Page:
Current mood: worried
This week the U.S. Senate committee on Health, Education, Labor and Pensions holds hearings on S. 625, "The Family Smoking Prevention and Tobacco Control Act", which authorizes Food and Drug Administration control over tobacco products. A good thing? No, it isn't. Here's why.
You've all heard the saying about "a fox in the henhouse"? With S. 625, the foxes designed the henhouse. That's right; S. 625 was co-written by representatives of the tobacco industry, Altria Group (a.k.a. Philip Morris USA) in particular.
The long version is far too long for a blog. The short version is this:
- It discourages methods known to be effective for smoking reduction.
- It discourages use of less dangerous tobacco products.
- It protects market share for the largest company (Altria) and most established brand (Marlboro).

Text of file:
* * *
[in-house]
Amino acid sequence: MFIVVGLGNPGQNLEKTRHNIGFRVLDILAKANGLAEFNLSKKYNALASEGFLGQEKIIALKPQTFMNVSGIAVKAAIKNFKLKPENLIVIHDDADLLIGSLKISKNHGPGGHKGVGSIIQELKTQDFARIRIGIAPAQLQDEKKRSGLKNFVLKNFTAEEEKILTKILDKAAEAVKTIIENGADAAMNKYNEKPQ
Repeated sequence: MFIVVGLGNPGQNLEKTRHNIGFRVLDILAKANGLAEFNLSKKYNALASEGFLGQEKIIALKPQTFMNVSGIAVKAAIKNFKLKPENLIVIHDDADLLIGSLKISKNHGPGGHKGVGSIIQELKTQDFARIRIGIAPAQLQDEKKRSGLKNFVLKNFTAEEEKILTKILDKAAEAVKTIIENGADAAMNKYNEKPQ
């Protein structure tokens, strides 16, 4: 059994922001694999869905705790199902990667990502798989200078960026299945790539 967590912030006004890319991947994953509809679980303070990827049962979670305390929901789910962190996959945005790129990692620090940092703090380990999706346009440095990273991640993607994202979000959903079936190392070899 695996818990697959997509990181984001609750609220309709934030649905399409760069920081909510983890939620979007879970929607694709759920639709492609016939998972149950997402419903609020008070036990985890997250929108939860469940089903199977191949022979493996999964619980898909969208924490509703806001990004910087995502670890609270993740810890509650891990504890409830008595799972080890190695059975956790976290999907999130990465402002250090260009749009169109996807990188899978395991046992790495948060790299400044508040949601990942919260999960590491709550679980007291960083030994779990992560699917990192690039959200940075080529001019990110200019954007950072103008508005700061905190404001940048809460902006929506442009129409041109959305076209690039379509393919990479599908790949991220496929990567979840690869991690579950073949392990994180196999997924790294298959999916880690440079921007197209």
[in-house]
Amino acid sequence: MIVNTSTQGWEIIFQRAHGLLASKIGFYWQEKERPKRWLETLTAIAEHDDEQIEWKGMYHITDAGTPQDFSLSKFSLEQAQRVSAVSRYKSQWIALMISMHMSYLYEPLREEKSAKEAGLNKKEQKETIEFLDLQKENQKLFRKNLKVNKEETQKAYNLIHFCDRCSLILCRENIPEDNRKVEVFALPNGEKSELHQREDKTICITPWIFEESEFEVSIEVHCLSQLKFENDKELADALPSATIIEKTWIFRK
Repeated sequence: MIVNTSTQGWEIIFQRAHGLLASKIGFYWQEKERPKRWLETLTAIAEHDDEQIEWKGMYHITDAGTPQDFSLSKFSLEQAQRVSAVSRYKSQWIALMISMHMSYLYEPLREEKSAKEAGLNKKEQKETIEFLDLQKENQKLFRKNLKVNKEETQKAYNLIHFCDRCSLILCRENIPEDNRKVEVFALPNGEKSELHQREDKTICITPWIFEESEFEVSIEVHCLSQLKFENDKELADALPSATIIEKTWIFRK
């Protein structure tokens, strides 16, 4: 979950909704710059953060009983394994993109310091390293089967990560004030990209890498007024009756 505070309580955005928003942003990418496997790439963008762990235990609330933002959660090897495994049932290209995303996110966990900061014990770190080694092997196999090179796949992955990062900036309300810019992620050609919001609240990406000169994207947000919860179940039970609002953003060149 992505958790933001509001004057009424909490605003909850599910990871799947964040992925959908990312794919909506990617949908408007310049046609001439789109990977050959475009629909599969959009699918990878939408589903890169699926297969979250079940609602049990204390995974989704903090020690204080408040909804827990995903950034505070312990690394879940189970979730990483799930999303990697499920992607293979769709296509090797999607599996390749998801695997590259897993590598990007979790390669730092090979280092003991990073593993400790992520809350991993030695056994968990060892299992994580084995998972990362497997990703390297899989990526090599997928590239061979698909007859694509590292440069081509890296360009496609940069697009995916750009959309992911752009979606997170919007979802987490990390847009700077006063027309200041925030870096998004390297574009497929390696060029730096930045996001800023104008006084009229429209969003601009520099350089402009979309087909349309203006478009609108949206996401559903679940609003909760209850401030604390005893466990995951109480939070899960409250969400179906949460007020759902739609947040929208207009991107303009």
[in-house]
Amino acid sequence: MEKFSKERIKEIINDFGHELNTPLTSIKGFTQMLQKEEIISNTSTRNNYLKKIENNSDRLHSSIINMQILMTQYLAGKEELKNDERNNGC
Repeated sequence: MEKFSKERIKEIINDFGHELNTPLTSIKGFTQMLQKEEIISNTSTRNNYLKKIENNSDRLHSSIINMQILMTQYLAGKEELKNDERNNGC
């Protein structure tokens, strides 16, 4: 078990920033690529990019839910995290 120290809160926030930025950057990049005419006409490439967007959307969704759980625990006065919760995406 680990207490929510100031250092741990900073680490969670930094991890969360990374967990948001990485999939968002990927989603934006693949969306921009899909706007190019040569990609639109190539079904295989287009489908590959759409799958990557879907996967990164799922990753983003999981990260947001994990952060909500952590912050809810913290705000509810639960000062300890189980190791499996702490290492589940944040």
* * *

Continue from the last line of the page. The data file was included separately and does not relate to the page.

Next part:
- It encourages the current myth that smokeless tobacco products are every bit as deadly as cigarettes.
- It would effectively prevent development of any new nicotine delivery products that might be safer for both users and those around them.
Of course, no tobacco product is safe to use, but smokeless kills only the user, not everyone else nearby. Relatively speaking, smokeless is far safer, with only 1 in 100 of its users being killed (eventually) by resultant cancers and such, whereas for cigarettes the figure is one in two; at the same time, no people nearby are harmed by smokeless products. S. 625 would, though, strengthen warnings on smokeless products.
The "saying" I've been saying for 20 years is just as true on this one as on any other tobacco issue I've run across in that time: "Anything the tobacco industry is for is bad for everyone else." That's not to say that there is nothing good to be found in S. 625 -- there is -- but to dwell on that is to praise the color of paint on the fox-designed henhouse.